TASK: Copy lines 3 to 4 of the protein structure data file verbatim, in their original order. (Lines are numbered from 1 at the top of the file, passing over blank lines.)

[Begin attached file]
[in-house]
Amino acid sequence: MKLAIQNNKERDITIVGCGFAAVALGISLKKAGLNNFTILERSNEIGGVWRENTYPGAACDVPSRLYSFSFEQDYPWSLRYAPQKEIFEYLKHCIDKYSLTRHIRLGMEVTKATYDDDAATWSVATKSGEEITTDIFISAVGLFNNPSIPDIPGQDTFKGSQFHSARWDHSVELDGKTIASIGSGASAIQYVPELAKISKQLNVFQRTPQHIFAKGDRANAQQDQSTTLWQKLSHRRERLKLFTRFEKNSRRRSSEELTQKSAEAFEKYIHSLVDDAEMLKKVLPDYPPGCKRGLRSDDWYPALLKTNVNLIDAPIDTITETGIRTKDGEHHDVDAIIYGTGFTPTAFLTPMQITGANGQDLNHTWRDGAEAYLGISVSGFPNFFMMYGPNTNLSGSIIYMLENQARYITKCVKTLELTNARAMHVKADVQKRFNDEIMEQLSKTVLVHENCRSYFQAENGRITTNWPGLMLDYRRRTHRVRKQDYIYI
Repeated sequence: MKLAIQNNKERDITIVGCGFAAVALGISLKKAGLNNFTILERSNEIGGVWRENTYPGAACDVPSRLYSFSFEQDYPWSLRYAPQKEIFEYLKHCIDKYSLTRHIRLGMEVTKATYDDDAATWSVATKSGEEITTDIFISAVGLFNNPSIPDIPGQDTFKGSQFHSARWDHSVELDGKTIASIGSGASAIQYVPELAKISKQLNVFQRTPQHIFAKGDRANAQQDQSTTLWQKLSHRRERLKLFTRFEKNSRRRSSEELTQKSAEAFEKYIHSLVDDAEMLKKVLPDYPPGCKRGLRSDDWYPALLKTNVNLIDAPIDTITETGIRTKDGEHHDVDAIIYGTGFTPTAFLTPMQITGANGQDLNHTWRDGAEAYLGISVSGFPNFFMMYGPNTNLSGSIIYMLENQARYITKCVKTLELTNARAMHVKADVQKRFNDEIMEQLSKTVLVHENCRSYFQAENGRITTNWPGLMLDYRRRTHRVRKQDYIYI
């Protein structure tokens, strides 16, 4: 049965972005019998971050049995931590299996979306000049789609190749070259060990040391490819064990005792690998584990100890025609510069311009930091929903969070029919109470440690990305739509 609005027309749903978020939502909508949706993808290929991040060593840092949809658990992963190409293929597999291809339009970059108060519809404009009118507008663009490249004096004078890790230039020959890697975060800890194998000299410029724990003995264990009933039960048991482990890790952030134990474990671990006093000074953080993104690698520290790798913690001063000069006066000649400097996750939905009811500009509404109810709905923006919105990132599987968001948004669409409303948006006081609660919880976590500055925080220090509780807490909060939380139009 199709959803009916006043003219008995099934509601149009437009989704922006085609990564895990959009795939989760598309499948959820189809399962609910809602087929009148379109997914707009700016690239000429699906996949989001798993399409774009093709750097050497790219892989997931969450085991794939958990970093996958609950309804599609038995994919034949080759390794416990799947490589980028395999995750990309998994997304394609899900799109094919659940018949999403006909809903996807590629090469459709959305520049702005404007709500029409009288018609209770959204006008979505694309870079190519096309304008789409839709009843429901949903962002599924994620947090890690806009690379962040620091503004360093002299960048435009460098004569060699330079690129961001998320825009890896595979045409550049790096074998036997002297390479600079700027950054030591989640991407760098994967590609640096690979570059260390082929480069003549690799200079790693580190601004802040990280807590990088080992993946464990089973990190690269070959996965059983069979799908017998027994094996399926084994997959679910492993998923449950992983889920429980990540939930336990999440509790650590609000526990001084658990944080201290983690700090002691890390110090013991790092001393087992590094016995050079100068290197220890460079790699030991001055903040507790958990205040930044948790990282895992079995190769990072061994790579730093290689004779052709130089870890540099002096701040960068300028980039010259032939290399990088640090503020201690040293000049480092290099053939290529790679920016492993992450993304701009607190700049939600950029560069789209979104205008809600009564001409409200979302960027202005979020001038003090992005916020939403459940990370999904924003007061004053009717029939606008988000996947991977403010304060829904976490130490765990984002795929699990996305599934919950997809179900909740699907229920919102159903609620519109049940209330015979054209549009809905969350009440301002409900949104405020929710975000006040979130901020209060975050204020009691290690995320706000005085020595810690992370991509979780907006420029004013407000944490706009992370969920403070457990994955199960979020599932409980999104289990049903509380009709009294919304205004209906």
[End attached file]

Repeated sequence: MKLAIQNNKERDITIVGCGFAAVALGISLKKAGLNNFTILERSNEIGGVWRENTYPGAACDVPSRLYSFSFEQDYPWSLRYAPQKEIFEYLKHCIDKYSLTRHIRLGMEVTKATYDDDAATWSVATKSGEEITTDIFISAVGLFNNPSIPDIPGQDTFKGSQFHSARWDHSVELDGKTIASIGSGASAIQYVPELAKISKQLNVFQRTPQHIFAKGDRANAQQDQSTTLWQKLSHRRERLKLFTRFEKNSRRRSSEELTQKSAEAFEKYIHSLVDDAEMLKKVLPDYPPGCKRGLRSDDWYPALLKTNVNLIDAPIDTITETGIRTKDGEHHDVDAIIYGTGFTPTAFLTPMQITGANGQDLNHTWRDGAEAYLGISVSGFPNFFMMYGPNTNLSGSIIYMLENQARYITKCVKTLELTNARAMHVKADVQKRFNDEIMEQLSKTVLVHENCRSYFQAENGRITTNWPGLMLDYRRRTHRVRKQDYIYI
């Protein structure tokens, strides 16, 4: 049965972005019998971050049995931590299996979306000049789609190749070259060990040391490819064990005792690998584990100890025609510069311009930091929903969070029919109470440690990305739509 609005027309749903978020939502909508949706993808290929991040060593840092949809658990992963190409293929597999291809339009970059108060519809404009009118507008663009490249004096004078890790230039020959890697975060800890194998000299410029724990003995264990009933039960048991482990890790952030134990474990671990006093000074953080993104690698520290790798913690001063000069006066000649400097996750939905009811500009509404109810709905923006919105990132599987968001948004669409409303948006006081609660919880976590500055925080220090509780807490909060939380139009 199709959803009916006043003219008995099934509601149009437009989704922006085609990564895990959009795939989760598309499948959820189809399962609910809602087929009148379109997914707009700016690239000429699906996949989001798993399409774009093709750097050497790219892989997931969450085991794939958990970093996958609950309804599609038995994919034949080759390794416990799947490589980028395999995750990309998994997304394609899900799109094919659940018949999403006909809903996807590629090469459709959305520049702005404007709500029409009288018609209770959204006008979505694309870079190519096309304008789409839709009843429901949903962002599924994620947090890690806009690379962040620091503004360093002299960048435009460098004569060699330079690129961001998320825009890896595979045409550049790096074998036997002297390479600079700027950054030591989640991407760098994967590609640096690979570059260390082929480069003549690799200079790693580190601004802040990280807590990088080992993946464990089973990190690269070959996965059983069979799908017998027994094996399926084994997959679910492993998923449950992983889920429980990540939930336990999440509790650590609000526990001084658990944080201290983690700090002691890390110090013991790092001393087992590094016995050079100068290197220890460079790699030991001055903040507790958990205040930044948790990282895992079995190769990072061994790579730093290689004779052709130089870890540099002096701040960068300028980039010259032939290399990088640090503020201690040293000049480092290099053939290529790679920016492993992450993304701009607190700049939600950029560069789209979104205008809600009564001409409200979302960027202005979020001038003090992005916020939403459940990370999904924003007061004053009717029939606008988000996947991977403010304060829904976490130490765990984002795929699990996305599934919950997809179900909740699907229920919102159903609620519109049940209330015979054209549009809905969350009440301002409900949104405020929710975000006040979130901020209060975050204020009691290690995320706000005085020595810690992370991509979780907006420029004013407000944490706009992370969920403070457990994955199960979020599932409980999104289990049903509380009709009294919304205004209906």